On Saturday, the Washington Capitals will play their Game 6 match-up against the...
Trading Forsberg Will Haunt Caps
Filip Forsberg in his heyday as a Cap – at Dev Camp. Photo by Alena Schwarz
During the waning hours of the NHL trade deadline, the Capitals acquired forward Martin Erat and prospect Michael Latta for Filip Forsberg, who is not only one of the top prospects in the Capitals organization but in all of hockey. This trade is a bad one for the Caps, especially in terms of what the future holds.
Before we get started, let’s note that Erat is a great player and one the Capitals are lucky to have. He was arguably the Predators’ best forward and is a guy who consistently scores about 50 points a season. Plus, Erat isn’t a rental; he still has a $4.5 million cap hit for the next two seasons. The problem with this trade has nothing to do with Erat or Latta. The problem is moving Forsberg.
During his press conference yesterday, McPhee talked about the Capitals “win-now” attitude, saying “You’re here to win. We’ve been in that move for a while. This is six years of trying to win a Cup.” He’s right — this team has been trying to win a Stanley Cup for a while now and with zero luck. Fans of the Capitals are starting to grow listless, wondering when it’s time to see their team hoist the greatest prize in sports. They have every right to feel this way. In taking this “win-now” attitude, however, it leaves the organization with a very short-sighted view of things.
Building a franchise requires a delicate balance. You must be able to build the best possible roster while stockpiling a wealth of prospects in order to carry your team into the future. Players get older, injuries end careers, and some players want a change of scenery. It’s important to plan for the future and think ahead a few steps. For example, new signing Nate Schmidt is the Caps’ best defensive prospect (that is if you don’t consider Dmitry Orlov or Tomas Kundratek prospects anymore). You can win a Cup while keeping your key prospects within the organization. McPhee showed yesterday that he will sacrifice the future for winning at all costs. I don’t think that’s such a healthy view to hold.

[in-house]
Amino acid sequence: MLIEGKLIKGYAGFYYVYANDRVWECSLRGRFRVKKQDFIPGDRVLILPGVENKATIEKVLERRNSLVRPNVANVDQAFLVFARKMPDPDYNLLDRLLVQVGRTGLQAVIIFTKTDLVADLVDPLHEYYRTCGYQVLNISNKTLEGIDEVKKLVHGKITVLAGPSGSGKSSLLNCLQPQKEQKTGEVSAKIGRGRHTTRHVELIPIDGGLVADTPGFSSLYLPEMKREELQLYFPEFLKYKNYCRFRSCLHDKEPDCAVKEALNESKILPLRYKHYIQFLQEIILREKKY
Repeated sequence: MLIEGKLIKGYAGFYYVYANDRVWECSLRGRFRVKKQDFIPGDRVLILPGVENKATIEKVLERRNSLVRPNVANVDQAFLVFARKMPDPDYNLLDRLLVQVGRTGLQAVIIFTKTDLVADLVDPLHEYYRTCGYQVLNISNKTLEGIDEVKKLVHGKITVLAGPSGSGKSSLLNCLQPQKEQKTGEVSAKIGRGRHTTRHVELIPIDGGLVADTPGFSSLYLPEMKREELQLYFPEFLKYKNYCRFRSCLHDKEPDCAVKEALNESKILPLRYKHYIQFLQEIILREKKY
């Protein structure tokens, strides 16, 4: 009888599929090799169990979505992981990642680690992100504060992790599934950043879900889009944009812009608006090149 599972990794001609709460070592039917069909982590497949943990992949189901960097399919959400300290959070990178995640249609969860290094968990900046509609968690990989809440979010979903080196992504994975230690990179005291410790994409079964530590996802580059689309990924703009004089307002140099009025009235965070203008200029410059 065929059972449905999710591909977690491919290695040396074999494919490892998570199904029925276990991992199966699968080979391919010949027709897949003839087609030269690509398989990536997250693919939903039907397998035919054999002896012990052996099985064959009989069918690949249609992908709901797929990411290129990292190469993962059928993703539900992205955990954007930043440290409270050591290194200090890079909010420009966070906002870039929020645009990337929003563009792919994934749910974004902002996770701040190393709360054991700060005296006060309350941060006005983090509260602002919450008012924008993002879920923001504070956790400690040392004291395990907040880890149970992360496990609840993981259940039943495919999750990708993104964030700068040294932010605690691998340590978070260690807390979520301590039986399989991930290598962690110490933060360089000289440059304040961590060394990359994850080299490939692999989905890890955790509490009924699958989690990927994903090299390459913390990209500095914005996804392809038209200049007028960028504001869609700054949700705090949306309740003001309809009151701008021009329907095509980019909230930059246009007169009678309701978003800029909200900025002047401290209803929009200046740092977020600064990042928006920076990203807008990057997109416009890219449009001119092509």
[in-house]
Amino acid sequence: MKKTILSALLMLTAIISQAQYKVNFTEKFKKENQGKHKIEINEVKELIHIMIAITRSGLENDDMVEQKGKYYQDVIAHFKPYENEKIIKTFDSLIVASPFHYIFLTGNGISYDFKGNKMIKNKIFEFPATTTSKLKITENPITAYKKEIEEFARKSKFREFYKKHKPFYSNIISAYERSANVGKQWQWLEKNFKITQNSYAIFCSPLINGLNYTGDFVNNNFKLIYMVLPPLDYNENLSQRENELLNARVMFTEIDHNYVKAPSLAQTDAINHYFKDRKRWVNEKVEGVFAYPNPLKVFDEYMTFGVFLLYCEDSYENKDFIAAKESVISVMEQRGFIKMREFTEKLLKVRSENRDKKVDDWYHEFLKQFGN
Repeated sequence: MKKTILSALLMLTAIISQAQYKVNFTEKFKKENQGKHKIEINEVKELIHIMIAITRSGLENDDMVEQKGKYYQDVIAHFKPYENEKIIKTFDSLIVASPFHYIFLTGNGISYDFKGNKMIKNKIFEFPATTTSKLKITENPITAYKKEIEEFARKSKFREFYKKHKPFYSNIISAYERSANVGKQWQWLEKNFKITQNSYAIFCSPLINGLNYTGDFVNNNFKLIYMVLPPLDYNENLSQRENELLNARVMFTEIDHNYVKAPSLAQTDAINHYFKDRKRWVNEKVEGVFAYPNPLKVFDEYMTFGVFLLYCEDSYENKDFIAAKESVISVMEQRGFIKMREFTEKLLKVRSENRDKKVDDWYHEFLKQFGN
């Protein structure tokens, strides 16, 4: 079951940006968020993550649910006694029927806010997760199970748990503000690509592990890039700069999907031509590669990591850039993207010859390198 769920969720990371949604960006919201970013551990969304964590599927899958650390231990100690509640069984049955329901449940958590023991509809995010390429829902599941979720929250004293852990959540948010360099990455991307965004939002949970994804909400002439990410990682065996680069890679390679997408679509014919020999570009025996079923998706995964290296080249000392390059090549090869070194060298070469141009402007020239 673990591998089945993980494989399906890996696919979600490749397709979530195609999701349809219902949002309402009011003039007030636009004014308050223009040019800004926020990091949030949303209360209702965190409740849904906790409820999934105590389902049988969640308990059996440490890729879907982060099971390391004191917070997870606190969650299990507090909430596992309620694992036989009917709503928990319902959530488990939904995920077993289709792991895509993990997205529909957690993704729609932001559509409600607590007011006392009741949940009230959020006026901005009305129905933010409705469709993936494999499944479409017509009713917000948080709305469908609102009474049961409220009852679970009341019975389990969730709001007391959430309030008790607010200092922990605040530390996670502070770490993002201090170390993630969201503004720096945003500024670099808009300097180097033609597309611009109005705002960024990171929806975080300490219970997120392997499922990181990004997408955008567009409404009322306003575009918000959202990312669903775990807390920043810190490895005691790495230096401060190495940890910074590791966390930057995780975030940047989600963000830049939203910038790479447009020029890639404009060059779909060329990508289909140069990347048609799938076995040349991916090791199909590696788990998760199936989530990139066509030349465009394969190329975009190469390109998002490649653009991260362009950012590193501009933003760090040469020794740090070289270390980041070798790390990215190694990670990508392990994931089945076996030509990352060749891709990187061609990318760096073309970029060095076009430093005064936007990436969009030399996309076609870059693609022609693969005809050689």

Reports have come out on Thursday as to why the scouts did an about-face on Forsberg, stating that they “weren’t happy with his foot speed.” In the end, the scouts unanimously agreed that McPhee could deal Forsberg, yet Tom Wilson, the other first-round pick the Capitals had in last year’s draft, was not to be touched. If Forsberg’s foot speed was such an issue, why wasn’t it an issue less than a year ago when he was drafted? He’s 18 years old and still needs to develop. At a minimum, let him spend some time in Hershey and see where he stacks up against North American competition. My other question: What made Wilson “untouchable?” Was it the fact that he’s a physical forward? If the comparison is being made between Forsberg and Wilson, there’s no question Forsberg is the more skilled player.
The other issue I have is with the salary cap. With it shrinking to $64.3 million next season, the $4.5 million cap hit that makes Erat a non-rental is also the same hit that makes it tough to sign other players. That means Mike Ribeiro, who currently has a $5 million cap hit and is looking for a pay raise, likely won’t be back, because that money goes to Erat instead. Other players need new contracts, such as Marcus Johansson, Matt Hendricks, Eric Fehr, Karl Alzner, Tomas Kundratek, and Michal Neuvirth. One option McPhee could take is to buy out Jeff Schultz. While his $2.75 million hit automatically becomes available when that happens, I don’t know if there’s going to be enough money to re-sign these players. McPhee may have overreached this time and there’s going to be serious consequences if so.
I want to be proved wrong and I want to see the Cup come to America’s Capital. However, I think this trade will go down as one of the worst in McPhee’s career and it may cost him his job.